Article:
18 civil society organisations working in public health and access to medicines have today published an open letter in the medical journal Lancet Global Health, calling on the 6 candidates for Director-General of the World Health Organization to set out plans to take forward work on implementing the WHO Global Strategy and Plan of Action on Public Health, Innovation and Intellectual Property. The letter invites candidates to outline their plans to facilitate discussion by the Member States of an ‘R&D agreement’ to foster a new system of R&D that is equitable and patient-centred.
The letter points to the lack of new, effective antibiotics, or tuberculosis treatments, and the unaffordable prices of newer cancer and viral hepatitis treatments, as evidence of the failure of the current system of drug development to meet the needs of patients globally.
Two major reports, released in the past three months, have strongly supported the need for a new system of pharmaceutical R&D: first, the report of the United Nations Secretary General’s High-Level Panel on Access to Medicines (UNHLP), and second, the report of the Lancet Commission on Essential Medicines Policies. The UN Secretary-General recently issued a statement urging all stakeholders to take action on the UNHLP report. Countries have the opportunity to move a step closer to this Agreement in the WHO Executive Board meeting at the end of January by supporting a WHO meeting to move forward with the UNHLP report’s recommendations, including starting negotiations of an R&D Agreement.
Brian Citro, Associate Director of the International Human Rights Clinic at the University of Chicago Law School, said:
"The WHO holds a unique position in the arena of global health. Historically, it is the first organization to recognize the right to health as a fundamental right of all people in its Constitution of 1946. In order to fulfill this promise, the WHO must develop clear and immediate plans to promote more equitable access to and development of medicines, diagnostics and other health technologies, in line with the new report of the UN High-Level Panel on Access to Medicines. We believe this represents both a challenge and a tremendous opportunity for the new Director-General."
Thirukumaran Balasubramaniam, Geneva Representative of Knowledge Ecology International (KEI), said:
"Under the current R&D system, patients are held hostage by high drug prices - with often lethal consequences. As noted by the UN Secretary-General Ban Ki-moon, “no one should suffer because they cannot afford medicines, diagnostics, medical devices or vaccines.” Today, eighteen public health groups have laid down the gauntlet. The six Director General candidates must demonstrate their vision to provide leadership to global health and foreign policy negotiations on a binding R&D agreement, predicated upon the principle of de-linkage - the decoupling of the costs of R&D from the price of health technologies."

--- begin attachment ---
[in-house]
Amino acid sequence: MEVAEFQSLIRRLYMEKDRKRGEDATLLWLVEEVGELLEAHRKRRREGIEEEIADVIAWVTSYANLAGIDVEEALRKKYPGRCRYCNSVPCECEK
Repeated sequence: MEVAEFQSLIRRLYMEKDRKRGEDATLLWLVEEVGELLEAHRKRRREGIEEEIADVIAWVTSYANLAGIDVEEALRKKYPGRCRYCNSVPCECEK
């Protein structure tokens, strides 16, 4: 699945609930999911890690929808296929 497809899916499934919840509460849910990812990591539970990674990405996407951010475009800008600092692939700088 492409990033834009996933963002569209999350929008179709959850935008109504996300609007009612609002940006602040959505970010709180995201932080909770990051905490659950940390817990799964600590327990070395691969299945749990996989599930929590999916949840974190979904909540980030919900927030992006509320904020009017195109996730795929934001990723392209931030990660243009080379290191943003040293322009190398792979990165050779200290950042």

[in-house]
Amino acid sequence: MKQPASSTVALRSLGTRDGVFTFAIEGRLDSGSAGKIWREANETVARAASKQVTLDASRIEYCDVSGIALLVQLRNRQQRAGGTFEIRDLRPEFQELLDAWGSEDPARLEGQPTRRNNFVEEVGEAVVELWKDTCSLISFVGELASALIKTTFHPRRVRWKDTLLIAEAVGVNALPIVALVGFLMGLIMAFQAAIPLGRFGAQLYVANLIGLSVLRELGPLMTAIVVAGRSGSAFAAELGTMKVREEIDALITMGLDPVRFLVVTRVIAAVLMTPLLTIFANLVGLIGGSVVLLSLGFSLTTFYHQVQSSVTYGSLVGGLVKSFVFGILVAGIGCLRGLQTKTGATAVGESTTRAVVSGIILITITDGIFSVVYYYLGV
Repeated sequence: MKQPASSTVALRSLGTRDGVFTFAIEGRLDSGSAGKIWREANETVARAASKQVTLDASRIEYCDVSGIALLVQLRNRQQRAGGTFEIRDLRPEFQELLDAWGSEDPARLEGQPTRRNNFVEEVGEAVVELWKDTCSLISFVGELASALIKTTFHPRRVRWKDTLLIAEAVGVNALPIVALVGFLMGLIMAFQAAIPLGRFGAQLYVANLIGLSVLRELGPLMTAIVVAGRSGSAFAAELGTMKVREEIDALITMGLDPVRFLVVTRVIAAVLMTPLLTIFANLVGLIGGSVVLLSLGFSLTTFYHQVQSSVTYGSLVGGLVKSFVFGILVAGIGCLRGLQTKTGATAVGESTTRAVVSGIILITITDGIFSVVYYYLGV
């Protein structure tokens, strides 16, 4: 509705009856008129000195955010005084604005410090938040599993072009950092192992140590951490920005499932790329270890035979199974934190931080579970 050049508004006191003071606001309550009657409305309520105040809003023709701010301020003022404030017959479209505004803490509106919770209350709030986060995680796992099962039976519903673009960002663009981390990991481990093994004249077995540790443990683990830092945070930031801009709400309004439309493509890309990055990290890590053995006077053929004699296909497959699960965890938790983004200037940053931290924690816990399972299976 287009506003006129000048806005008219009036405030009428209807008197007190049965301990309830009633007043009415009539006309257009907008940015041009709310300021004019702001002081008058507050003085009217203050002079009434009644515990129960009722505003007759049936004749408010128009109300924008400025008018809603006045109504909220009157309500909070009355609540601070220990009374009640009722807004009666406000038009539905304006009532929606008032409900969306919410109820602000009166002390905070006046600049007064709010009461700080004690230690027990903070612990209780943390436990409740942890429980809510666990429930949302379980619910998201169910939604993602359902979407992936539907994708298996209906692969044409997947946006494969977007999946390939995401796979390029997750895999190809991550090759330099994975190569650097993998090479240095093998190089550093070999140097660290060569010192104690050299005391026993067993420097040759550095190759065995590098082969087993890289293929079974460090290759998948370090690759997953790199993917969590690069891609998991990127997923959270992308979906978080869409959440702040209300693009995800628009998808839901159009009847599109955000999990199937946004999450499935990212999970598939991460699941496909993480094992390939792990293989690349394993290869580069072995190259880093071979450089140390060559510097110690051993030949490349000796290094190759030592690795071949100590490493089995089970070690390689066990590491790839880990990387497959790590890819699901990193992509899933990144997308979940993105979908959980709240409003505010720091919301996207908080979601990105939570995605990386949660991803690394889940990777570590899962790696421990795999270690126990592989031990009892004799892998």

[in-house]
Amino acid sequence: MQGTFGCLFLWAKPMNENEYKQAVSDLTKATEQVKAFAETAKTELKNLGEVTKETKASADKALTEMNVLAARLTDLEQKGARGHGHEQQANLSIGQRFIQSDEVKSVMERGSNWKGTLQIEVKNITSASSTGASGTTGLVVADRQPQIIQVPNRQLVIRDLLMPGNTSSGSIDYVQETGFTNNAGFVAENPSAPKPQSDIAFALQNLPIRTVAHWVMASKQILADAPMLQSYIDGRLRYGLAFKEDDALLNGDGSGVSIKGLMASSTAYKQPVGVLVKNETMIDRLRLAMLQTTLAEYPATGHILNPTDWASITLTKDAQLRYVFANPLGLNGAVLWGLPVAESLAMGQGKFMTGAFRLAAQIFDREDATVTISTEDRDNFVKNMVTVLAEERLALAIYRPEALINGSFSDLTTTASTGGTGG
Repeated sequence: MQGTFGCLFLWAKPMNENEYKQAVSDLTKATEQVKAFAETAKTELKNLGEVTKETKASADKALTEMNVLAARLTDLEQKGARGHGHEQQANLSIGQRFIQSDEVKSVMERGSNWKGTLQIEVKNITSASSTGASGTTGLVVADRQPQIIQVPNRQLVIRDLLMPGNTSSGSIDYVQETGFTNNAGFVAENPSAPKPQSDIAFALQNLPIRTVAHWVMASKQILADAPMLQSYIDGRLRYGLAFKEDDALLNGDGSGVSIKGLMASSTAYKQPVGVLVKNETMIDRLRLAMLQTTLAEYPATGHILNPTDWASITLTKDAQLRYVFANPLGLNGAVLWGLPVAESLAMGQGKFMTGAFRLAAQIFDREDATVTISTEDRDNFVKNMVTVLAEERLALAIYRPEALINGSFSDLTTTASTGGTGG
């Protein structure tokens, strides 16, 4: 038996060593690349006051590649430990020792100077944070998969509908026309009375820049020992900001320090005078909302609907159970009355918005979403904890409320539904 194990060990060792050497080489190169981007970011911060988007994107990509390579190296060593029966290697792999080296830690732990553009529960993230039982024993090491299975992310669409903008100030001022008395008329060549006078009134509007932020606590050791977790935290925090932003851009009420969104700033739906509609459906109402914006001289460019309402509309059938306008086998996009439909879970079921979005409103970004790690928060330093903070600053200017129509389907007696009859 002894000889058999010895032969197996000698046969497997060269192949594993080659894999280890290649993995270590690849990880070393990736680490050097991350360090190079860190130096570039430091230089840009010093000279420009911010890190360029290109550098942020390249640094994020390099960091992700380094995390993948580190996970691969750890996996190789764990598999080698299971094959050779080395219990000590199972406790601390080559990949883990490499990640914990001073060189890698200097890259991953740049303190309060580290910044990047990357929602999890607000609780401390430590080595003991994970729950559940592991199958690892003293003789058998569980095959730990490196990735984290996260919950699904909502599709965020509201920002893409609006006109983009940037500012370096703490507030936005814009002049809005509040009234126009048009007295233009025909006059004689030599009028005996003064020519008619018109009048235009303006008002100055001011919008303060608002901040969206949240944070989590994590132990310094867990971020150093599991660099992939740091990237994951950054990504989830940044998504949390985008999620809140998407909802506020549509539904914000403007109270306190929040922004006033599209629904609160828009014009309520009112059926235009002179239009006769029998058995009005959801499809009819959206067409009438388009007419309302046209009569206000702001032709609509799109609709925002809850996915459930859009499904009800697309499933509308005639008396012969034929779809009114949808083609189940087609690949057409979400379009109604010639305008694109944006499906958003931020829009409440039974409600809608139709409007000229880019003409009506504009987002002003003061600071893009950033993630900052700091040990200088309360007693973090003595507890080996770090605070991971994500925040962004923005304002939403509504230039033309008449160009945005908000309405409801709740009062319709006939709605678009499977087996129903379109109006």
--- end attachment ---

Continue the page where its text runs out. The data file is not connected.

Solange Baptiste, Executive Director of the International Treatment Preparedness Coalition, said:
"The WHO, in its capacity as an observer on the TRIPS Council, made several interventions on issues regarding intellectual property barriers and access to medicines between 2002 and 2009. During this period, WHO provided significant technical assistance to countries to develop or review their intellectual property laws. In recent years, it is not clear if this work has continued. Instead, WHO has adopted a “neutral vision”, disengaged from its mandate to protect health. It remains to see in the future if the Organization will view the work and support of countries to implement public health safeguards and flexibilities as an opportunity rather than a problem to avoid."
Mark Harrington, Executive Director of Treatment Action Group, said:
"Political will to support research and ensure access to its benefits is fundamental. Investment in R&D and more affordable drug pricing were two pivotal components of reversing the global HIV-AIDS epidemic. But those were earned at too dear of a cost, and are still not available for most diseases. The current system of developing and paying for innovations is failing the majority of the people around the world affected by tuberculosis, hepatitis C, cancer, and myriad other preventable and treatable health conditions. We need a better system, and a commitment from global health leadership to create one now."
The signatories to the open letter include:
Canadian HIV/AIDS Legal Network
European Public Health Alliance
International Human Rights Clinic, University of Chicago Law School
International Treatment Preparedness Coalition
Knowledge Ecology International
Médecins du Monde
Positive Malaysian Treatment Access & Advocacy Group
Treatment Action Campaign
Treatment Action Group
Union for Affordable Cancer Treatment
Universities Allied for Essential Medicines
Young Professionals Chronic Disease Network
Alianza LAC - Global por el Acceso a Medicamentos
European AIDS Treatment Group
Diarmaid McDonald, Just Treatment, UK
Dr John H Amuasi, Executive Director, African Research Network for Neglected Tropical Diseases
For the full text of the letter, click here.